When Mike Polignano and I started Counter-Currents in June of 2010, Jonathan was very supportive. He wrote 27 original articles and reviews for Counter-Currents. (He also wrote eight more pieces for Counter-Currents under a pseudonym.) He told me that he wrote most of these pieces from memory. He would go to a local public library where he could use a computer for an hour at a time, and he would write an essay as if it were a timed university examination. We discussed publishing a collection of essays on fascistic themes in popular literature to be entitled Pulp Fascism.

There were periods when Jonathan wrote for us weekly, but then he would turn his attention to literary projects. Many of these were available as free E-books on his website, which is no longer online. If anybody has copies of these E-books, we will be glad to make them available from Counter-Currents.

The last thing Jonathan wrote for us, just three days before his reported death on March 29, was a blurb for Kerry Bolton’s Artists of the Right.

The last time I saw Jonathan was in February of this year. We flew him out to San Francisco to speak at a gathering of Counter-Currents writers and friends. Jonathan was in high spirits during his visit to the Bay Area. He was bursting with ideas, plans, and funny stories. His speech, “Western Civilization Bites Back,” is available here in recorded and transcribed form. I also recorded a two hour interview with him about art and culture, which I will make available if it can be recovered from a damaged flash drive.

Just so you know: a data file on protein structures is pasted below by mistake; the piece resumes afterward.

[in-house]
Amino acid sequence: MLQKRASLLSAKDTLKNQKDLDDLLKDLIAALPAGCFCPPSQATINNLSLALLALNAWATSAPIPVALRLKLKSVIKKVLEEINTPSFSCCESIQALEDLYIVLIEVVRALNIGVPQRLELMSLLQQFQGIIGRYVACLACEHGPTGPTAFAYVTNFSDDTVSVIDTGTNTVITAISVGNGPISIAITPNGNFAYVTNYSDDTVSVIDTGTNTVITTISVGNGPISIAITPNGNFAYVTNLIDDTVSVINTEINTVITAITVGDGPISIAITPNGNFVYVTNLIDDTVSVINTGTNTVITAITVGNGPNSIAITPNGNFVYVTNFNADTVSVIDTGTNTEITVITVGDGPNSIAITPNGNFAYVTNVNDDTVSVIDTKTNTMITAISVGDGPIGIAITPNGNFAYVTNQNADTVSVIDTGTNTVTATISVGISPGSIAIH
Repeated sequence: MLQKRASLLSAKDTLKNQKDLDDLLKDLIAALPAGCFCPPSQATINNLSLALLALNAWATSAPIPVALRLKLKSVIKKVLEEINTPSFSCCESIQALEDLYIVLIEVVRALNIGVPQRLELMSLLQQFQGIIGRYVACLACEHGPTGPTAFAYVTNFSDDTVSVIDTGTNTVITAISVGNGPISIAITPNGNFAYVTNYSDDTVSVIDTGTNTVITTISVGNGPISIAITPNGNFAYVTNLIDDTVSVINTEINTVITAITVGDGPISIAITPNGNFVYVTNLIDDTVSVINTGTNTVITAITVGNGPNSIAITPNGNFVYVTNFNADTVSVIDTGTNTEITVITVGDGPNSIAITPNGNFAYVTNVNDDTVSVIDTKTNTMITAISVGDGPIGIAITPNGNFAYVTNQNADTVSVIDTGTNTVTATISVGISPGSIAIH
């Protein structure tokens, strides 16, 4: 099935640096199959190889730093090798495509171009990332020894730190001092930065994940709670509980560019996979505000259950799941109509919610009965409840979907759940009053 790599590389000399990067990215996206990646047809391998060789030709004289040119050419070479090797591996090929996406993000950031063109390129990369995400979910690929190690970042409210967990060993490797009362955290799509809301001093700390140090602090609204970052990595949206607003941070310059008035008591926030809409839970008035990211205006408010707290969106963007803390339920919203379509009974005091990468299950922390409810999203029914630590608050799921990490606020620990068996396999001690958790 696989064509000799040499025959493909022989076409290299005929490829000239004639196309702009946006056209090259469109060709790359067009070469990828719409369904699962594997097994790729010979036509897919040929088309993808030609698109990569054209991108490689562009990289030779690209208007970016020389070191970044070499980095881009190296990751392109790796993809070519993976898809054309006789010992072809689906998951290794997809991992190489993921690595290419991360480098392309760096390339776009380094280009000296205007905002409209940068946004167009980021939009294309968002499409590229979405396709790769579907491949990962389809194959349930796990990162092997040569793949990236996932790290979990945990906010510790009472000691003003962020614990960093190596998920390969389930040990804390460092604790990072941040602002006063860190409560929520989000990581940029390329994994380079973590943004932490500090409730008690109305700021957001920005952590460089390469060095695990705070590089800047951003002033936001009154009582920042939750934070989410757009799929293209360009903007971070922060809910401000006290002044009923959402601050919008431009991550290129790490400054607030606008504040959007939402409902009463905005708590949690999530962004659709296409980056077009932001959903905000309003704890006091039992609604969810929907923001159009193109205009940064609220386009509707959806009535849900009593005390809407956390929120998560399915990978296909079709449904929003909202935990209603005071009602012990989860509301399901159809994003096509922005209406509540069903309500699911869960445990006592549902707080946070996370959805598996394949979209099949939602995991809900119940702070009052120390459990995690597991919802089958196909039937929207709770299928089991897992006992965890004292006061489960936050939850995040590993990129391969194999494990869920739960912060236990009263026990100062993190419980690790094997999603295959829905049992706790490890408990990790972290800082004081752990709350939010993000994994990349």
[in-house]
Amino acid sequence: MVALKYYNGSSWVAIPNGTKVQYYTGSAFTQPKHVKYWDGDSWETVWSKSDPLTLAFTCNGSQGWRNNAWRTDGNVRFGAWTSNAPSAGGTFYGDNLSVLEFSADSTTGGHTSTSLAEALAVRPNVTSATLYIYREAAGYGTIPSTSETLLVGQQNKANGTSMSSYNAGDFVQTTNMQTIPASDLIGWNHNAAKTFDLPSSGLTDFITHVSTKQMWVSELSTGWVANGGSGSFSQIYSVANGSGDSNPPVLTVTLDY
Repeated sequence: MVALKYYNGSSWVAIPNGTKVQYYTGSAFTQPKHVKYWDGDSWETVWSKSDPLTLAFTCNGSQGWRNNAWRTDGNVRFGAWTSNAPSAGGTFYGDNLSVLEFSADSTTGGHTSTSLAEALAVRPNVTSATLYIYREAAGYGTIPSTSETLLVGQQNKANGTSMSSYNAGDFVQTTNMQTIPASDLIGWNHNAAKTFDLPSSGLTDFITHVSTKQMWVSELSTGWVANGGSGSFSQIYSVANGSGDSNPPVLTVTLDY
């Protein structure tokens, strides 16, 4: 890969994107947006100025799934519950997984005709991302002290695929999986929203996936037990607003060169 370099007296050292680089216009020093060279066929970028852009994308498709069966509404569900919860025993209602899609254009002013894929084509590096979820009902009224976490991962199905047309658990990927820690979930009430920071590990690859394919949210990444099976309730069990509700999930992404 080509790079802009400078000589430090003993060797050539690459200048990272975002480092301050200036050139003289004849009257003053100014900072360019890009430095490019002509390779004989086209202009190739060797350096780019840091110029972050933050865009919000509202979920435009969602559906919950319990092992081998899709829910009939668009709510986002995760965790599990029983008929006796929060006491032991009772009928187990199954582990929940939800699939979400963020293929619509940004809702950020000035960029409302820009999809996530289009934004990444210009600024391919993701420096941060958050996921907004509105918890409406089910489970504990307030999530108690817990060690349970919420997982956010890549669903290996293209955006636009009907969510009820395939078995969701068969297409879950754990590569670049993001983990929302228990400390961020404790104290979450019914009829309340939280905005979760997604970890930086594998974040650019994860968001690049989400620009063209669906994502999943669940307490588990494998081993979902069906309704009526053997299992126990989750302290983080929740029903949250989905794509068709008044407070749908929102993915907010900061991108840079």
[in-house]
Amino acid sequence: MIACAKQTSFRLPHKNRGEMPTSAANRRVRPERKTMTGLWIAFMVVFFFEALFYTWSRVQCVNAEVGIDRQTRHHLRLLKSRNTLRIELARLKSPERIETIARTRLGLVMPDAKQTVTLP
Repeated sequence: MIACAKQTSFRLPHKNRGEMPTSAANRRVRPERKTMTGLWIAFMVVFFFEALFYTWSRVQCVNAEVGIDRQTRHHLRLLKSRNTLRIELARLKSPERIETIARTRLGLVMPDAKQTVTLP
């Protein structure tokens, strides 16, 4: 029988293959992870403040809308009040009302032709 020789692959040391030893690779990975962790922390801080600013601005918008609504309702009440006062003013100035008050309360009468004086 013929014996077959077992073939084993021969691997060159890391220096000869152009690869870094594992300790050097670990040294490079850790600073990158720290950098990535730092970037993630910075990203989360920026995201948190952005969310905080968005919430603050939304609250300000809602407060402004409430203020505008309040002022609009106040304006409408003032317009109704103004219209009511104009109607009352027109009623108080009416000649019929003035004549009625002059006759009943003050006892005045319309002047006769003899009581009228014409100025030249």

Jonathan Bowden, "Medusa Now Ventrix"

He brought me a third painting, “Medusa Now Ventrix,” and accepted a commission to do a fourth (to be entitled “Meat in the Walls”). (He charged me mere token amounts — “friend prices.”)

Jonathan Bowden was an enormous asset to our cause, and we at Counter-Currents did everything we could to encourage and aid him in making the most of his talents. The same donor who made possible the trip also allowed us to buy Jonathan a new laptop to make it easier for him to write, and Mike Polignano tutored him on how to use it. We also gave him a podcasting kit, hoping that he would start doing weekly shows.

But his time ran out.

Forty-nine years is not enough. But we can take some solace in the fact that Jonathan spent his time well: he lived, created, and spoke in the light of the truth as he saw it. That is a fuller, richer life than 99 years of lies, compromise, cowardice, and conventionality.